- Infrastructure engineering will go from design and construction to multi-functional concepts and development.
- Robots will become the construction “norm.”
- Construction will be faster with 3D and 4D printing, and objects that “assemble themselves.”
- New concepts for mass transportation will make transit faster, safer, and greener.
- Wearable technology will be more commonplace.
- We’ll see what Balfour Beatty describes as “direct neural control” over devices and vehicles. Yikes.
Balfour Beatty also has 10 recommendations to share with us to prepare for how we will build our cities in the future:
- Contractors will need to become disruptors. They will need to operate in a business arena that is less defined and less predictable. Companies will need to have various fields of expertise, not just one, but cross-over skills. There won’t be any room for laggards. Companies will need to figure out how to “be” the disruptors and not the disrupted.
- Cyber risk will need to be dealt with. Data will need to be protected as a major asset. Both governments and industry need to scale up and defend themselves. Proper training of employees and solid, updated software will be essential.
- Companies will need to balance data collection with privacy concerns.
- Higher skill levels will be needed. The workforce will need to challenge conventional solutions and come up with new ideas. Students will need to learn how to solve problems that have never happened before.
- Any barriers to innovation will need to be challenged and innovators will need to be rewarded.
- Companies that use a digital approach to construction will need to make this strategy integral to the whole company, not just one team. Adopting it throughout the supply chain, would ensure the value of this digital approach.
- Regulators and regulatory systems need to be ready for the changes.
- Infrastructure owners, designers, regulators, and policy makers need to take into account the impact of energy use and climate change.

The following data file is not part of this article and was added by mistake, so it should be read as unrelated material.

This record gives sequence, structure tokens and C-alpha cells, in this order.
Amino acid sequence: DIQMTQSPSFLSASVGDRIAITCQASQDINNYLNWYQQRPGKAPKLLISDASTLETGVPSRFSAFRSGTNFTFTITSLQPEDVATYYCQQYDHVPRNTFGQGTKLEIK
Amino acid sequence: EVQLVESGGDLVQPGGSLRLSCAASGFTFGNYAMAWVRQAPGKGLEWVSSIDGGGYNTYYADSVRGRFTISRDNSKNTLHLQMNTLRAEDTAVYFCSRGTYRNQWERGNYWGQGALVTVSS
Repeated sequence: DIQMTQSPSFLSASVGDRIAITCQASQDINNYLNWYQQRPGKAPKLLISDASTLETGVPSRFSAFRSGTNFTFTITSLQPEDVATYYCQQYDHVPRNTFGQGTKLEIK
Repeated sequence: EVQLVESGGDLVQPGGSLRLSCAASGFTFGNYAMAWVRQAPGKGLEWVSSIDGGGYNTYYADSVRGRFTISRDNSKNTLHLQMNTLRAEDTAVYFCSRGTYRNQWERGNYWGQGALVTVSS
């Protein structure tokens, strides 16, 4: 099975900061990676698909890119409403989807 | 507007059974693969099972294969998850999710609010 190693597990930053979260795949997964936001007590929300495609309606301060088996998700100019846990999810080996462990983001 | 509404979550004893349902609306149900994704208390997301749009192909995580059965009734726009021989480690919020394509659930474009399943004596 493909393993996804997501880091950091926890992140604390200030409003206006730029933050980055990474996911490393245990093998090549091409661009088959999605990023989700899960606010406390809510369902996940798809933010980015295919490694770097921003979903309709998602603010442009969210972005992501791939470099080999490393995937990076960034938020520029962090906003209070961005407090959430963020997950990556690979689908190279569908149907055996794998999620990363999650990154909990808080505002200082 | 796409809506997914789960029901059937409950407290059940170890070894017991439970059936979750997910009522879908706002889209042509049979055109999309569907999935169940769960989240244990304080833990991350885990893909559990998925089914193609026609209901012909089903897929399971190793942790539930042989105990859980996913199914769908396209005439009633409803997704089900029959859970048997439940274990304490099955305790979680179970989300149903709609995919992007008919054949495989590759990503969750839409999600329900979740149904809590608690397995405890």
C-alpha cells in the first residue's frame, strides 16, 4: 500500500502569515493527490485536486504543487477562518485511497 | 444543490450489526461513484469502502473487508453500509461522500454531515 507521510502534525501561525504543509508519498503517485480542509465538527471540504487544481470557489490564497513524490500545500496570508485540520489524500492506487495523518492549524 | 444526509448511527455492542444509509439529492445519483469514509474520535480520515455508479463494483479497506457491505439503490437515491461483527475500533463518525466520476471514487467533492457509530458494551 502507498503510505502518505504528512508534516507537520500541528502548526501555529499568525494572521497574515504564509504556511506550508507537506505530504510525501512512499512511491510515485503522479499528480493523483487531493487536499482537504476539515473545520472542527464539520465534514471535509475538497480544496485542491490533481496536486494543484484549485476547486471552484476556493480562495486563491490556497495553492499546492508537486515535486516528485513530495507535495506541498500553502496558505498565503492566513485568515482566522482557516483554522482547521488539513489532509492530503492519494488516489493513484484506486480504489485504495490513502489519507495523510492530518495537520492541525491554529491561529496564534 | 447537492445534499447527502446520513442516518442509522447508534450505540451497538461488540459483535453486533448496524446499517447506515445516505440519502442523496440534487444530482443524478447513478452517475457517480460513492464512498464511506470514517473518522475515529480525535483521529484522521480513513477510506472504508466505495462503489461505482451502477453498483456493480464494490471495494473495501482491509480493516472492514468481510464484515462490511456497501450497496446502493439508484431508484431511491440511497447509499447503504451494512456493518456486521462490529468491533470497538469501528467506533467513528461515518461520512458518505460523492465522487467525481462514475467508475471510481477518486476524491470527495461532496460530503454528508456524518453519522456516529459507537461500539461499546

- Companies must be prepared to process and use huge amounts of dataLayers of older and newer technologies must be integrated, backwards compatible, and/or upgradable.
The global population is expected to grow from about 7.5 billion today, to 9.7 billion in 2050. Balfour Beatty says two thirds of them are expected to live in cities, and that infrastructure investment will grow as population increases. As this new tech expands and matures, it will attract a more diverse, skilled workforce that know how to use robots and automation. Productivity will likely increase, and cities will be able to upgrade their infrastructure to meet new expectations. This new tech is expected to improve design, construction, life-cycle costs, and performance.
We are already seeing bits and pieces of this new technology. Drones are providing aerial images of properties. Cloud-computing is delivering those images. It’s also eliminating a lot of paperwork and allowing for greater collaboration, better communication and the sharing of information. Over the long haul, smart technology should significantly improve productivity and profitability. It should also make these projects more environmentally efficient with less waste and less impact on the climate.